Deborah Cox stars in ‘The Bodyguard’ at the Academy

February 14, 2017 GMT

The Kimmel Center for the Performing Arts and the Shubert Organization present “The Bodyguard” as part of the show’s first U.S. National tour. The show will play the Academy of Music from Feb. 21-26, and star Grammy Award-nominated and multi-platinum R&B/pop recording artist and film/TV actress Deborah Cox as Rachel Marron.

Based on the 1992 movie starring the late, great Whitney Houston and Kevin Costner, this musical follows a charged star-crossed love story between a soul diva and her personal bodyguard in the face of constant danger.

Toronto native Cox takes the Whitney Houston role of diva Rachel Marron, and is often compared to Houston, but Cox doesn’t seem to mind the comparison. “It’s been a career-long comparison which I don’t mind one bit,” Cox said. “Thankfully for me, being compared to one of the greatest singers of all time makes me feel very honored.

“But in addition,” Cox continued, “I’ve had the opportunity to create my own music and have had great successes on my own.”

This show pretty much follows the film with some exceptions. According to Cox, “the movie showcased five songs, but this show adds some songs from Whitney’s catalogue, adding up to 13.”

Cox admits she always wanted to sing, and performed in local talent shows, appearing in TV commercials, even writing music as she grew up. Later, she attended a performing arts high school where she captured the lead in many school productions. “And from there it was almost nonstop,” she explained.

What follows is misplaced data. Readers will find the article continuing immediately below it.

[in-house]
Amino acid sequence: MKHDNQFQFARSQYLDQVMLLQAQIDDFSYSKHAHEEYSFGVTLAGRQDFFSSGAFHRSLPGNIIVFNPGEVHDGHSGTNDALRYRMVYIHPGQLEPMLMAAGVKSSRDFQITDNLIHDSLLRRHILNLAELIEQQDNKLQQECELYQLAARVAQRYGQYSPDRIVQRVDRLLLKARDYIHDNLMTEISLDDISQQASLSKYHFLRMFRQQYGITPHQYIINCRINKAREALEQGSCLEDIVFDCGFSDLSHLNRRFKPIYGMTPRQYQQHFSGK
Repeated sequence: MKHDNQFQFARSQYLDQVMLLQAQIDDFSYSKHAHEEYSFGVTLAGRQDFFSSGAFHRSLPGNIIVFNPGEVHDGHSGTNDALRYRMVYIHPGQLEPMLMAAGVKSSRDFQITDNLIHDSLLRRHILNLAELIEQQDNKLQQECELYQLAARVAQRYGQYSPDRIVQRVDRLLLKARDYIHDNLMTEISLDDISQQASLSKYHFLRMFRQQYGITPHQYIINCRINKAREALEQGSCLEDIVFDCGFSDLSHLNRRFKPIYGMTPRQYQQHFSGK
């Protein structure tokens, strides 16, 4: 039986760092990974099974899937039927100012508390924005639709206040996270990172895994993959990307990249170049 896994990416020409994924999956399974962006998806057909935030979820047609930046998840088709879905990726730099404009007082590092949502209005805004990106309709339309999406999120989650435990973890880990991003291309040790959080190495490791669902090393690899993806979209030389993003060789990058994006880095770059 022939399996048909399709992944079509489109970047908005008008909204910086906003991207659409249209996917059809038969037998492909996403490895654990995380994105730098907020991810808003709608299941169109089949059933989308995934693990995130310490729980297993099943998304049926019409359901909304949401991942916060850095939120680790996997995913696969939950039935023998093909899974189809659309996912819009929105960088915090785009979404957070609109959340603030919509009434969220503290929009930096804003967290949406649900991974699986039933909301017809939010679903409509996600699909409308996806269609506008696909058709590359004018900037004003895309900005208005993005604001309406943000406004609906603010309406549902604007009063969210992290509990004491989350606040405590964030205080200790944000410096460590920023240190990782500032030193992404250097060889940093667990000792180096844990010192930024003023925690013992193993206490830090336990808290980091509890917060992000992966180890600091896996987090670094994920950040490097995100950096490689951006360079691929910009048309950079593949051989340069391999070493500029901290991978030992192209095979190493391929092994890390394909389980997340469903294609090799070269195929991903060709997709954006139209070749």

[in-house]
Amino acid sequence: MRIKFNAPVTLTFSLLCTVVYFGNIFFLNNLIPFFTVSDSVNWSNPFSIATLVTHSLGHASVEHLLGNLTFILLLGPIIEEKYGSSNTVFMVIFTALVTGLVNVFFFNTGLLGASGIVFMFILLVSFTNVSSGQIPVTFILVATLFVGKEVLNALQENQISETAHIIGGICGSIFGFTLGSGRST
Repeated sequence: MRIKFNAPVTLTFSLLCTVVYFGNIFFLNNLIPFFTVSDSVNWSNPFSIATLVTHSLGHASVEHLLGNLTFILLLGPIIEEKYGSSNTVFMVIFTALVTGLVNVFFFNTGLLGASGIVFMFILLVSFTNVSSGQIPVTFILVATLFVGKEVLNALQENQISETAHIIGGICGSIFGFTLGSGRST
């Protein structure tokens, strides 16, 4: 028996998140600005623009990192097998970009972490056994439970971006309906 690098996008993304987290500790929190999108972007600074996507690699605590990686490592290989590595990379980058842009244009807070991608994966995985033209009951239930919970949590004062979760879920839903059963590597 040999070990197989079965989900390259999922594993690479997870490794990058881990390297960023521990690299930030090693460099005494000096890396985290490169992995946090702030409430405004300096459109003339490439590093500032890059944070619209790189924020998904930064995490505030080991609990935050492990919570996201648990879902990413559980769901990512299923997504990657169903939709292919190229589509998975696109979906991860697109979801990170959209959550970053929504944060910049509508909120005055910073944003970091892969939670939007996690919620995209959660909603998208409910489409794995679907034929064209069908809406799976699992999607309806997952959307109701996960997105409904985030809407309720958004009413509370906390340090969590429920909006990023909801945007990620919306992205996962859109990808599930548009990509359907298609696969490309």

The talented singer began her recording career as a backup singer with Celine Dion before securing her first solo contract with Arista Records. Additionally, she made her Broadway debut in Elton John and Tim Rice’s musical “Aida.” She also appeared in “Jekyll and Hyde,” and starred as legendary Josephine Baker in “Josephine.”

Over the years, Cox has recorded six award-winning and critically acclaimed albums, and has written and recorded on numerous celebrated soundtracks. Her debut album earned her an American Music Award nomination, and she won her first of three Juno Awards, including a Female Vocalist of the Year nomination.

“And much as I enjoy everything I’ve earned for my recording, I must admit I think I prefer being on stage. The studio tends to be very isolating. You have to conjure up emotions for the songs even if you’re not feeling it. So for me, the stage is much more gratifying and thrilling. It’s like walking a tightrope because you don’t know what’s going to happen from moment to moment. But then you get that immediate reaction from the audience. I think that’s what I love most.”

For times and ticket information call (215) 893-1999.